At the time of incurring credit card debt, consumers generally have every intention to live up to their financial obligations. Unfortunately, most people go through unforeseen circumstances, which at times, can make it impossible to live up to their share of the agreement. If this is your situation, you may wonder if it’s possible to settle your own credit card debt. Fortunately, although each person has a different set of circumstances, the majority of consumers can settle their own credit card debt. Here are a few tips to help you in this regard.
Credit Card Debt & Your Budget
It would be unwise to settle a credit card debt and then lose your apartment because you can’t pay your rent. Examine your family or personal budget first. If you don’t have a budget, it’s a good idea to make one. A budget can help you see exactly how much you’re bringing in and how much you pay out each month. A budget can also help determine if you need to trim or even eliminate certain spending areas.
Make sure that you budget for your basic needs such as shelter, food, utilities and transportation first. It’s also practical to create am emergency fund before attempting to settle an unpaid debt. Dave Ramsey, Personal-Money Management Expert, recommends saving $1,000 for emergencies before attempting to settle your credit card debt.
Credit Card Debt & Your Creditors
Contact your credit card company and make sure that it still owns the account. Card companies often sell off accounts that are six months delinquent or longer. Even if the account has not been sold, a collection agency is likely handling the account.
Collect all the information you need to settle your credit card debt. Such information includes the total balance on the account. If a third party is handling the account, ask for the company’s name and contact number. Don’t attempt to settle the debt on the first contact. Simply gather the data you need.
Negotiating a Settlement on Your Credit Card Debt
Considering the balance on your credit card account, determine how much you can pay. Depending on how old your debt is, card companies often settle for 50 percent or less.
Contact your creditor either in writing or over the phone. Explain to your creditor that you would like to pay off your credit card debt in full, but unfortunately, you cannot do so at the time. However, you don’t want to leave the debt unpaid and would like to settle it. Whatever offer you make, you’ll likely receive a counteroffer, so offer less than what you can afford to pay.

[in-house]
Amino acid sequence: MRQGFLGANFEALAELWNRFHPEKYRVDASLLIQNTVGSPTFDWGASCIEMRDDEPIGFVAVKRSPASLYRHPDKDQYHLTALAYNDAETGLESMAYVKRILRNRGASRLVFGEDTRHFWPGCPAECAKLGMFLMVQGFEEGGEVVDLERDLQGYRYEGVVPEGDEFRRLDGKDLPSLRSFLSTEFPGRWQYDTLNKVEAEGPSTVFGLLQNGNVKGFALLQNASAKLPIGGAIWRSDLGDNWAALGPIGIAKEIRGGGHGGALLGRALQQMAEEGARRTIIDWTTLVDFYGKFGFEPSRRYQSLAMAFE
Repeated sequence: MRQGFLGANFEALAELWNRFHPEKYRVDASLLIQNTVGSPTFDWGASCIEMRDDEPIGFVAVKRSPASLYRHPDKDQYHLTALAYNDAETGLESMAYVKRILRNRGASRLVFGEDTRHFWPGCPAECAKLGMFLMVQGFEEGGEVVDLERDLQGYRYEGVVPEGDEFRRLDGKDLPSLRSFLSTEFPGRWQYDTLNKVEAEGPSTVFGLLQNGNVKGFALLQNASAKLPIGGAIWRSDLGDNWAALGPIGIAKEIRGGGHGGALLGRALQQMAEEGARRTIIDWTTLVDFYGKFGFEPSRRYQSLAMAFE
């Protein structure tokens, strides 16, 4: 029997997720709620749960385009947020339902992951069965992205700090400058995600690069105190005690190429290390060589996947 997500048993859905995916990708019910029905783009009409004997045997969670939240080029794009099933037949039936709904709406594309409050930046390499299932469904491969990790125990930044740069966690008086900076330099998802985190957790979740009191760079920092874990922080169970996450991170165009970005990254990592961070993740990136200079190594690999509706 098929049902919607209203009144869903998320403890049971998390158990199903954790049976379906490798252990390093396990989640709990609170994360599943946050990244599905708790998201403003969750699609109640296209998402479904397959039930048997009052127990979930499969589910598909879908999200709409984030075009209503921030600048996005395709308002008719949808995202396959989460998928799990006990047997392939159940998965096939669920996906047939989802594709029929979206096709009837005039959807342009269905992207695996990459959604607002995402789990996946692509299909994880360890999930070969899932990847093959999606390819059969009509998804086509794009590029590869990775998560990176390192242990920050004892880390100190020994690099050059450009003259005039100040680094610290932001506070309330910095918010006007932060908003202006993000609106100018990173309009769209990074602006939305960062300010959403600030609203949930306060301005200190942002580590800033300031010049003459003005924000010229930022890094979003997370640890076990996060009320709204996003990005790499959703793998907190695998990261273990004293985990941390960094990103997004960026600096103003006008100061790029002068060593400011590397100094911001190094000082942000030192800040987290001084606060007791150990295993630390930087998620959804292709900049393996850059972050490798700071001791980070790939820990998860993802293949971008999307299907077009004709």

Reaching a Settlement Agreement on Your Credit Card Debt
Once you reach an agreement on your credit card debt, if you’re negotiating by phone, the representative helping you will likely pressure you to pay the same day by electronic transfer or online. Don’t make any payments until you receive the terms of the agreement in writing.
Ask your creditor to mail or fax a written agreement to you. Specify that the document should contain the following:
- The company’s letterhead
- Your credit card account number
- The balance on the account
- The negotiated amount
- The negotiator’s name and title
- Date by which the offer expires
Moreover, the document should clearly state that the company will accept the settled amount as settlement in full or payment in full, depending on the terms of your agreement.
Mailing Your Credit Card Debt Settlement Payment
Review the written agreement and make sure that all the terms that you agreed to are included. Mail a cashier’s check or money order via certified mail. Select the “Return Receipt” option.
Make a copy of the check. Include a brief note reminding your creditor that cashing the check or money order constitutes acceptance of the amount as settlement in full. Include your name, account number and full amount due on the account as well as the settlement amount. Make a copy of the note and save it for your records along with the copy of the check.
Miscellaneous Tips for Settling Credit Card Debt
- You might reach a lower settlement if you negotiate toward the end of the month when companies and agencies are often trying to meet a quota.
- If possible, request that your creditor or collection agency report the debt as “Paid in Full” to the credit reporting agencies. Otherwise, the credit card debt will appear as “Settled” on your credit report.
- Make sure that the credit card debt is updated as agreed. Check your credit report about 60 days after mailing your check.
Unpaid debts generally drops off your credit report after 7 years. However, you’re still responsible for the debt and your creditor can still pursue payment. If you plan to take out a loan or mortgage in the near future, it’s in your best interest to take care of any unpaid credit card debt.
Disclaimer: Research and knowledge of credit card debt is the basis for this article. The author does not have legal or financial background. Consult a legal advisor regarding your particular circumstances.
Copyright © 2011 Ana Jackson. All Rights Reserved. Reproduction in whole or in part constitutes plagiarism, is illegal and strictly prohibited.
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